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Red Hat Plans to Retire X.Org Server in RHEL 10

In a significant move, Red Hat has announced plans to bid farewell to the veteran X.org Server in the upcoming Red Hat Enterprise Linux 10 (RHEL 10). This transition, announced after careful consideration, marks a pivotal moment in Red Hat’s history.

Originally planned for deprecation in the RHEL 9.1 release notes a year ago, the venerable X.org Server has played a vital role in the Linux ecosystem for nearly four decades. However, with Wayland, a 15-year-old project Red Hat has actively advocated, it became evident that the ageing X11 protocol and its server counterpart grappled with inherent issues that needed a forward-looking solution.

Wayland, designed to address the shortcomings of its predecessor, has matured significantly. Red Hat’s decision to retire X.org Server arises from the challenges of maintaining both stacks simultaneously. The focus now shifts entirely to Wayland, promising improvements in HDR support, enhanced security, compatibility with monitors of varying pixel densities, seamless hot plug for graphics cards, advanced gesture control, and more.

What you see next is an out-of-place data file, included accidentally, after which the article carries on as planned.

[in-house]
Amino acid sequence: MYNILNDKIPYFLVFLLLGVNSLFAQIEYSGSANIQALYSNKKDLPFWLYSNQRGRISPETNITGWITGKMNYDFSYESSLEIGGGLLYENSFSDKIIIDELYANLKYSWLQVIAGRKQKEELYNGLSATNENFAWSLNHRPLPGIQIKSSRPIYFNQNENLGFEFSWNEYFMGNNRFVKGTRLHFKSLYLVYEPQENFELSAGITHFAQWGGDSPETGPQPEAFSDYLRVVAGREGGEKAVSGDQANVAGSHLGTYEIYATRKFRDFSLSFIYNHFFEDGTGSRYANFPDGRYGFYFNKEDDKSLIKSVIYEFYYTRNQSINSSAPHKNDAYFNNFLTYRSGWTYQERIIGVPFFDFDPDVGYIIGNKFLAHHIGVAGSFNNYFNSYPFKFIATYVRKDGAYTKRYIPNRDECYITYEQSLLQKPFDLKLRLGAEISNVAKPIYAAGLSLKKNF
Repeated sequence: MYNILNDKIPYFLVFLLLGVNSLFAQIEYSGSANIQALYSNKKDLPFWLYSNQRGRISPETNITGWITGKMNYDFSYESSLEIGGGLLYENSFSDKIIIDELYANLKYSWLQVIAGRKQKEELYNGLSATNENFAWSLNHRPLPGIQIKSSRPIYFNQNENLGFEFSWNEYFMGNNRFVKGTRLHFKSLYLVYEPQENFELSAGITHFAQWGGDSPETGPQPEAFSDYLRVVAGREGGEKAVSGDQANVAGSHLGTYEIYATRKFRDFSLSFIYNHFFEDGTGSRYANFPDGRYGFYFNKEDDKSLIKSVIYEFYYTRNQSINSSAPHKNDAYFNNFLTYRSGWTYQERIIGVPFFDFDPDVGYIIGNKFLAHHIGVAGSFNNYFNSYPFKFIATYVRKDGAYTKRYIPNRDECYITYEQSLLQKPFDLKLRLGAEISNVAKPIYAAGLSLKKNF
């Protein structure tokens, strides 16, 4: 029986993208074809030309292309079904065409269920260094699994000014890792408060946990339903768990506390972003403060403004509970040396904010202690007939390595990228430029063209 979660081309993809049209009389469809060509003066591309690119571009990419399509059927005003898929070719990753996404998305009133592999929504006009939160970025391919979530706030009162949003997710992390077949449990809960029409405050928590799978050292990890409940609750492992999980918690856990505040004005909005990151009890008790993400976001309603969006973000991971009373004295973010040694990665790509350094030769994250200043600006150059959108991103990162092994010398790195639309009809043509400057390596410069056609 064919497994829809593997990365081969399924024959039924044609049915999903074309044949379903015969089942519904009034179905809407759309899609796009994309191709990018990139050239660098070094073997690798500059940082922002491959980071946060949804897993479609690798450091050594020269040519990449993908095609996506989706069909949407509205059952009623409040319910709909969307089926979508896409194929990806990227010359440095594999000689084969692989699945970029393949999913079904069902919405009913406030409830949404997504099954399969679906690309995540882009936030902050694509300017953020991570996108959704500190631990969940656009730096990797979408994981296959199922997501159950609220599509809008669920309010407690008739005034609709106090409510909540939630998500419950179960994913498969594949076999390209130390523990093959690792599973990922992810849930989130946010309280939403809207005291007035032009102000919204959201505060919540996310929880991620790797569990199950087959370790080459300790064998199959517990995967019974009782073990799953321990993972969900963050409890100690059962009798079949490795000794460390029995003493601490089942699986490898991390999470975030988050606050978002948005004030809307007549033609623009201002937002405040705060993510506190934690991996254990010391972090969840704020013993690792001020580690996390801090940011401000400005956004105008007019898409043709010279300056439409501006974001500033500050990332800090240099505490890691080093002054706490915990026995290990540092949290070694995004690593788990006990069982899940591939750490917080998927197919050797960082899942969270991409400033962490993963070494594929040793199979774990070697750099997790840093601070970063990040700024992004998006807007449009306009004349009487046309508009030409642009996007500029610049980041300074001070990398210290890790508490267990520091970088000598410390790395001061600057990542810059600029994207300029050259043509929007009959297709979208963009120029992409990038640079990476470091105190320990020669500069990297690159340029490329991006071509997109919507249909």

Red Hat Enterprise Linux 9
Red Hat Enterprise Linux 9

Red Hat’s collaboration with hardware and software vendors, customers, and the visual effects industry has been instrumental in developing crucial projects, including HDR and colour management support, Xwayland for backward compatibility, infrastructure for modern remote desktop solutions, explicit synchronization in the Wayland protocol, Libei library for emulation and input capture, and OpenJDK compatibility with (X)Wayland.

In early 2023, Red Hat engineers comprehensively studied Wayland’s infrastructure and ecosystem. Despite some shortcomings and the need for specific application adaptations, the overall health of Wayland seems robust. Hence this decision.

A few weeks back, Fedora Linux also announced that the KDE Plasma edition would drop the X.Org session altogether. The famous Linux Mint and Xfce desktop also started working to adopt Wayland. Evidently, the FOSS ecosystem is slowly catching up and will probably be in good shape around 2025.

If you are a RHEL user or enterprise user, you can anticipate a more streamlined experience with RHEL 10, as Xwayland ensures compatibility for most X11 clients not immediately ported to Wayland. Enterprise customers needing additional time for transition can remain on RHEL 9 throughout its lifecycle. It’s crucial to note that while X.org Server is retiring, support for the X11 protocol will persist through Xwayland.

Via Red Hat blog

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